Violinist Boris Begelman’s new recording represents a small fraction of the hundreds of violin concertos Vivaldi wrote during his lifetime – but people miss the point when they assume the composer’s prolific output equates to works of lesser quality, he tells Tom Stewart
The following extract is from The Strad’s May issue session report on Boris Begelman’s new Vivaldi recording. To read it in full, click here to subscribe and login. The May 2021 digital magazine and print edition are on sale now
The ‘smaller’ concertos on the disc, RV194 in C major, RV281 in E minor and RV346 in A major, are reminders that Vivaldi was a practical musician in every sense, often writing music for his students at the Pio Ospedale della Pietà, the convent and boarding school where he was appointed maestro di violino in 1703. ‘The C major Concerto is full of fast jumps between the strings, so he obviously intended this as some kind of exercise for a student who needed to practise string-crossings,’ says Begelman. ‘And the beautiful E minor Concerto – E minor is a very special tonality for Vivaldi – has two completely different third movements. Someone who wasn’t so good at playing staccato appears to have asked him to take out some of the more difficult bow strokes, or perhaps that particular student needed to work on a different aspect of their technique, as Vivaldi replaced them with lots of double-stops.’ Whether it was these passages of didactic writing or something else in the composer’s pedagogical arsenal that did it, Vivaldi seems to have turned his students into capable teachers themselves. Perhaps spying an opportunity to cut costs, the Ospedale appears to have discontinued his teaching position in 1709.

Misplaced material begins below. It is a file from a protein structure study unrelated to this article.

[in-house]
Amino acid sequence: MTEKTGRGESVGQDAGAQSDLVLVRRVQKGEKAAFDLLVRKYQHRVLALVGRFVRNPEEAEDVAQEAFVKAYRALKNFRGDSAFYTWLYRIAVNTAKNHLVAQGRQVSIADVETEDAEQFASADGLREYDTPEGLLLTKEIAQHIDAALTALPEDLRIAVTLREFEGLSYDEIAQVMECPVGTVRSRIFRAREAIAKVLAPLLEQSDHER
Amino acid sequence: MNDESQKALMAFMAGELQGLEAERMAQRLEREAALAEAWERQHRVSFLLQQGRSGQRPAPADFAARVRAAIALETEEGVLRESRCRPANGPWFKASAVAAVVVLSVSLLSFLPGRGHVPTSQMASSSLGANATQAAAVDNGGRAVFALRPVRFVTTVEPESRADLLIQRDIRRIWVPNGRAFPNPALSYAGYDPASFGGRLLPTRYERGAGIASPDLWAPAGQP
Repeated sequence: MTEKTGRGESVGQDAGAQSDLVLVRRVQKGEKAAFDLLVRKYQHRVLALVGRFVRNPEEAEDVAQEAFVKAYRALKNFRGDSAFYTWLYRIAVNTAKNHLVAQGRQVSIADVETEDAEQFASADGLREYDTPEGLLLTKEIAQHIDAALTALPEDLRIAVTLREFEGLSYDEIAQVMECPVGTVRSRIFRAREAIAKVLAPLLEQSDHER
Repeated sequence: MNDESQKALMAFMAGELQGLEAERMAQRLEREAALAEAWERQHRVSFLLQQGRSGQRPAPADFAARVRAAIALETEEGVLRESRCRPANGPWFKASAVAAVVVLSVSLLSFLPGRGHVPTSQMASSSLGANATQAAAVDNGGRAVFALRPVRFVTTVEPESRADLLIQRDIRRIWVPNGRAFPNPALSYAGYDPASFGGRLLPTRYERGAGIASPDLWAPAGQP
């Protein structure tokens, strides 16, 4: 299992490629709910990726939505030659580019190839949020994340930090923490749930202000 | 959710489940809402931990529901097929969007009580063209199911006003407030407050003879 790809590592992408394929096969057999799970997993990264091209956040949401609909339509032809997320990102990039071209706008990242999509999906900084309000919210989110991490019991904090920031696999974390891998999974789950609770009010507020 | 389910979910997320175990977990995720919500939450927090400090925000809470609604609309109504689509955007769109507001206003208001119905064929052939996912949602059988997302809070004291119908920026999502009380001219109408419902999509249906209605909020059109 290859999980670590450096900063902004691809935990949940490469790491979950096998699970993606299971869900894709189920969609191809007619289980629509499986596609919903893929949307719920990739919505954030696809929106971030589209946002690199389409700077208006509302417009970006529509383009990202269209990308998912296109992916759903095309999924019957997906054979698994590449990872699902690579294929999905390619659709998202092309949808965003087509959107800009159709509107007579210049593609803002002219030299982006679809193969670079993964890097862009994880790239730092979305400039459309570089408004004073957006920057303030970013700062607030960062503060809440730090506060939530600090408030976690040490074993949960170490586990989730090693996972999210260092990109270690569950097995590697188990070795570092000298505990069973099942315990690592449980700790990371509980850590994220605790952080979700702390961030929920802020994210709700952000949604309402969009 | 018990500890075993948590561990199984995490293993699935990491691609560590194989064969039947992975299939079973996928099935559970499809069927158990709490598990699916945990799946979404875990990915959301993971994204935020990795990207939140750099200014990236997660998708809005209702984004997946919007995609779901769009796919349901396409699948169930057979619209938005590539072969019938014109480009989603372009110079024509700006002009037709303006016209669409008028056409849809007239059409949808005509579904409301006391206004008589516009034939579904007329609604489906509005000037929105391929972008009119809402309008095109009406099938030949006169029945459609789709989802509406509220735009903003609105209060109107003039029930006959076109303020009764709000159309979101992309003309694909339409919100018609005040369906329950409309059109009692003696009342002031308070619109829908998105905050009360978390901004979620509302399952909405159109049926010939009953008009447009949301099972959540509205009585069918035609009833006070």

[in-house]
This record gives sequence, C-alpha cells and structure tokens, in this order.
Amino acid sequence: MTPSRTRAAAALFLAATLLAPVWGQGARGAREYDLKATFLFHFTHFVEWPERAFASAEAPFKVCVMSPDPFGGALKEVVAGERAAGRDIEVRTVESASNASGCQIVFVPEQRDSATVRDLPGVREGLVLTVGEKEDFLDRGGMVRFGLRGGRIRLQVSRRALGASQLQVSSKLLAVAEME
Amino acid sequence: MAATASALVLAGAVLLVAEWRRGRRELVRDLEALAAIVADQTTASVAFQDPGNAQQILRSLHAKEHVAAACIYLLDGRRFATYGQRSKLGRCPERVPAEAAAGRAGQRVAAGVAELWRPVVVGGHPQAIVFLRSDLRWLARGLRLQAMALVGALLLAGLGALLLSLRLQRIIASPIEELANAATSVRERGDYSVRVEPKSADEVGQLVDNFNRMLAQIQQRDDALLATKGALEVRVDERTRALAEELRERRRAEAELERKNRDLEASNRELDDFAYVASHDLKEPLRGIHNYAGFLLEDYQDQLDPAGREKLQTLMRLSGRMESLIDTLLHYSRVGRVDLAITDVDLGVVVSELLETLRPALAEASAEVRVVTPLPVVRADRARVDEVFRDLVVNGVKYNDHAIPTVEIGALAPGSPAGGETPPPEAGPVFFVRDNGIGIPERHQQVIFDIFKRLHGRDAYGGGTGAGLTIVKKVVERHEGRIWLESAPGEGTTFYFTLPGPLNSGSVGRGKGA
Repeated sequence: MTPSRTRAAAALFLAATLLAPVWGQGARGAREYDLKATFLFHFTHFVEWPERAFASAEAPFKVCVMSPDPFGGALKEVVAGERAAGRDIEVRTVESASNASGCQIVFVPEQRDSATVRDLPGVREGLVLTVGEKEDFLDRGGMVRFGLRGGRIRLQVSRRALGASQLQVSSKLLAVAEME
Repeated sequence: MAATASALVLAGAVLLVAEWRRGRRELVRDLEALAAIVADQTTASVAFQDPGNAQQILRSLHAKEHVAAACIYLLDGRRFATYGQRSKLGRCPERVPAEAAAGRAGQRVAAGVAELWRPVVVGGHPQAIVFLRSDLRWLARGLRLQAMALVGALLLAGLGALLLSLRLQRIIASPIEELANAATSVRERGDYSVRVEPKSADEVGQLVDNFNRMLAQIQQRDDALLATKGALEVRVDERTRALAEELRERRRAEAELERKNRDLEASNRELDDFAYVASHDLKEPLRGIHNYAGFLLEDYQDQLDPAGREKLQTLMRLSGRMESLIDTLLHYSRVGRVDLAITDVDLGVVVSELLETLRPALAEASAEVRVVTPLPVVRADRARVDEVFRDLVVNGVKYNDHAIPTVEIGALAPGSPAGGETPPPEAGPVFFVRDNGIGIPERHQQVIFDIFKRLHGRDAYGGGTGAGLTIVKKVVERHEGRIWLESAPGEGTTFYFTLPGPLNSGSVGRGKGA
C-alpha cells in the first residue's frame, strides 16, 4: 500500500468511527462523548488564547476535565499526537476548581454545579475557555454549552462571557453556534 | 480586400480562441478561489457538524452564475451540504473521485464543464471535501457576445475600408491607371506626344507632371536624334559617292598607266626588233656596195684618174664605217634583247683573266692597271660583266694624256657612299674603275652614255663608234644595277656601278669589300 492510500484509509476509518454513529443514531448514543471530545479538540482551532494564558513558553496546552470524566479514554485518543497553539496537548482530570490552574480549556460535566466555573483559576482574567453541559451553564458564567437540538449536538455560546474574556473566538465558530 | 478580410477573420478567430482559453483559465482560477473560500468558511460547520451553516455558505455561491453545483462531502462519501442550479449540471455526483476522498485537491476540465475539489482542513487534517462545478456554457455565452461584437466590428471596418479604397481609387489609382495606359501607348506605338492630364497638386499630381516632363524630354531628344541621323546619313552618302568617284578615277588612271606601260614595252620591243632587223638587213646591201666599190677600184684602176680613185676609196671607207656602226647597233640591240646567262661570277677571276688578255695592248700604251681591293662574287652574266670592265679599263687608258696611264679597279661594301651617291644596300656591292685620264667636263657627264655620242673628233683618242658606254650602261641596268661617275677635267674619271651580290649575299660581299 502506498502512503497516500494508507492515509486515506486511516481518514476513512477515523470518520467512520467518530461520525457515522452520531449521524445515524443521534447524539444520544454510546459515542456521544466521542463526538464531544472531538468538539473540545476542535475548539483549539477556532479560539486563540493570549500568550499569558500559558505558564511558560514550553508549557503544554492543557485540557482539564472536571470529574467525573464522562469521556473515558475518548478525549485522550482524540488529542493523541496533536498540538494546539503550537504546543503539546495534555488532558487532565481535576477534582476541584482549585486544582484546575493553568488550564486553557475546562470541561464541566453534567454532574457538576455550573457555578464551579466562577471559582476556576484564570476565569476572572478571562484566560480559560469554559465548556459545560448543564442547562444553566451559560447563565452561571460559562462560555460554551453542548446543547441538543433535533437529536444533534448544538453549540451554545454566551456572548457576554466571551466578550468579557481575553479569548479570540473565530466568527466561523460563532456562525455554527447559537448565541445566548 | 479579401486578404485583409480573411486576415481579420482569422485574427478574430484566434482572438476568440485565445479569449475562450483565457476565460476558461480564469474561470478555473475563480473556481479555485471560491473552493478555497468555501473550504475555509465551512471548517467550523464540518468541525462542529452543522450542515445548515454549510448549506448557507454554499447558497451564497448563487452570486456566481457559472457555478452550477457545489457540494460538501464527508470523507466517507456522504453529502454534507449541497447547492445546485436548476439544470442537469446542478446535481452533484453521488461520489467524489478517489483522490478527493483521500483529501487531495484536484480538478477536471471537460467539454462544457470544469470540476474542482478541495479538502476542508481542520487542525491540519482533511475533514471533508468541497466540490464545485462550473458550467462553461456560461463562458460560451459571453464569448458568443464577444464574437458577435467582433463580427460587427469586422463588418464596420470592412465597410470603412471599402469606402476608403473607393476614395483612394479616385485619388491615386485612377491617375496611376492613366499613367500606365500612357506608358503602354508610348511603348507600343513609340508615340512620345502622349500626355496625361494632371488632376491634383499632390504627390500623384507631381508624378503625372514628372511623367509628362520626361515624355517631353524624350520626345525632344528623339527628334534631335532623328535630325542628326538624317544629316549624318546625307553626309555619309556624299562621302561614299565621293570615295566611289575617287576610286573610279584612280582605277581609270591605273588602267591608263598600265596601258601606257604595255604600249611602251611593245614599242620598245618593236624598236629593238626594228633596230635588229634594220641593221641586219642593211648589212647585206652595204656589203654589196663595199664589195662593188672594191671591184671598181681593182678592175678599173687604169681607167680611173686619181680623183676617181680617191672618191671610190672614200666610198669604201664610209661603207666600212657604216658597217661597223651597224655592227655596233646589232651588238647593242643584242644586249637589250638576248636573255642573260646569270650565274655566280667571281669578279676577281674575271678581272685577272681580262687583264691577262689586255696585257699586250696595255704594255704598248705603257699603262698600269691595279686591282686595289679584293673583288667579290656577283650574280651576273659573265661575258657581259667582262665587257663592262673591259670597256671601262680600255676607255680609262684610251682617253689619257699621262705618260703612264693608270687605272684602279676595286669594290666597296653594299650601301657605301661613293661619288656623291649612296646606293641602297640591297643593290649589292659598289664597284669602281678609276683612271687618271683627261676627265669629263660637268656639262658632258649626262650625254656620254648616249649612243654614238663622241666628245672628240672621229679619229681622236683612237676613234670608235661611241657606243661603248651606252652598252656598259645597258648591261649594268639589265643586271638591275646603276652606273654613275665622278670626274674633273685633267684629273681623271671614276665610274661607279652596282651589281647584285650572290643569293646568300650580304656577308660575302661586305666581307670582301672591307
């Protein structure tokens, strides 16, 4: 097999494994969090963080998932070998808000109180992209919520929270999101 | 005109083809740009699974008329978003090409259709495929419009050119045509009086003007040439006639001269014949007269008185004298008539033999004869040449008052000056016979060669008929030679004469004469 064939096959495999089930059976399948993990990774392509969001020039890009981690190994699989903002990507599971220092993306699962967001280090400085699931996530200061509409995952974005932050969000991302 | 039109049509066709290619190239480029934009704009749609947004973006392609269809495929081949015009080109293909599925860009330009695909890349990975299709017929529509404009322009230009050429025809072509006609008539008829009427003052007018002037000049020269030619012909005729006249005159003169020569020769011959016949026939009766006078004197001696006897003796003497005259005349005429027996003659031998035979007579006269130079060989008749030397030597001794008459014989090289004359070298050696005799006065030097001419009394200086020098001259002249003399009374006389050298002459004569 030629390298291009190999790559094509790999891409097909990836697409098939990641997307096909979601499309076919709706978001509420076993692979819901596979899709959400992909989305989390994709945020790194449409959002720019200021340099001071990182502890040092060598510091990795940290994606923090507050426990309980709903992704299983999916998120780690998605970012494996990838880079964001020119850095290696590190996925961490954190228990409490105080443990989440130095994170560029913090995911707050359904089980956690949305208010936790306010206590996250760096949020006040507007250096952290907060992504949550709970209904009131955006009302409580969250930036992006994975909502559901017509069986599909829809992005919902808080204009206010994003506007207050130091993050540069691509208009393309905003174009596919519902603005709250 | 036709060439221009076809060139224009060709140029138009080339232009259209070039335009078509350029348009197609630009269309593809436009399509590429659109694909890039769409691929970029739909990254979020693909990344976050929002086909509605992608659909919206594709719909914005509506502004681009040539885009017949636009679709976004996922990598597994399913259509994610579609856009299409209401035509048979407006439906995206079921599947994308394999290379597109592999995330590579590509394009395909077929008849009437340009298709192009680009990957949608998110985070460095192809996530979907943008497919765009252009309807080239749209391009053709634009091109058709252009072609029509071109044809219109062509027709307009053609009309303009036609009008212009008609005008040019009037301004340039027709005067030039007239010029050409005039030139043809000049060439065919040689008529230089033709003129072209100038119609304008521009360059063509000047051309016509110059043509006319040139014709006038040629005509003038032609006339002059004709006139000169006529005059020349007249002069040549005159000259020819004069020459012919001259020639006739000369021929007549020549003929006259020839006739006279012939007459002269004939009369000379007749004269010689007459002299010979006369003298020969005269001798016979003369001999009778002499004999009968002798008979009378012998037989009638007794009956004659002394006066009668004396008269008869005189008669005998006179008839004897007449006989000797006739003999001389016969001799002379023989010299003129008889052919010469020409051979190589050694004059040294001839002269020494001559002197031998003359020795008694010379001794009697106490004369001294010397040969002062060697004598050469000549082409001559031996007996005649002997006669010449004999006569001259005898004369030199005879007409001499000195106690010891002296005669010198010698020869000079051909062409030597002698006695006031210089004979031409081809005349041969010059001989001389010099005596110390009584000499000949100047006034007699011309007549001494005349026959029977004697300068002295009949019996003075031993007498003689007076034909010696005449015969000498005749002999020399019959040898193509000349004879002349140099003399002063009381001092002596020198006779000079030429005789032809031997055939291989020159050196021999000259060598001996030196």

There’s no doubt Vivaldi was a prolific composer (the violin concertos in the Turin collection represent less than half of those he is known to have written) but questions have been raised, time and again, over the quality of his work. For Begelman, modern criticism of Vivaldi’s abundant output tends to miss the point. ‘We have to go back to the 18th century and the way composers then lived and worked,’ he says. ‘The idea of a composer was not someone who spent years perfecting a single work. They were artisans – people who created things for a living, and they were expected to keep on creating. Some of his violin concertos are big pieces he obviously spent a lot of time on; others, less so. But it’s Vivaldi who turned the violin concerto into such an extraordinary genre. The huge, soloist-led concertos of the 19th century and beyond are all there in his music.’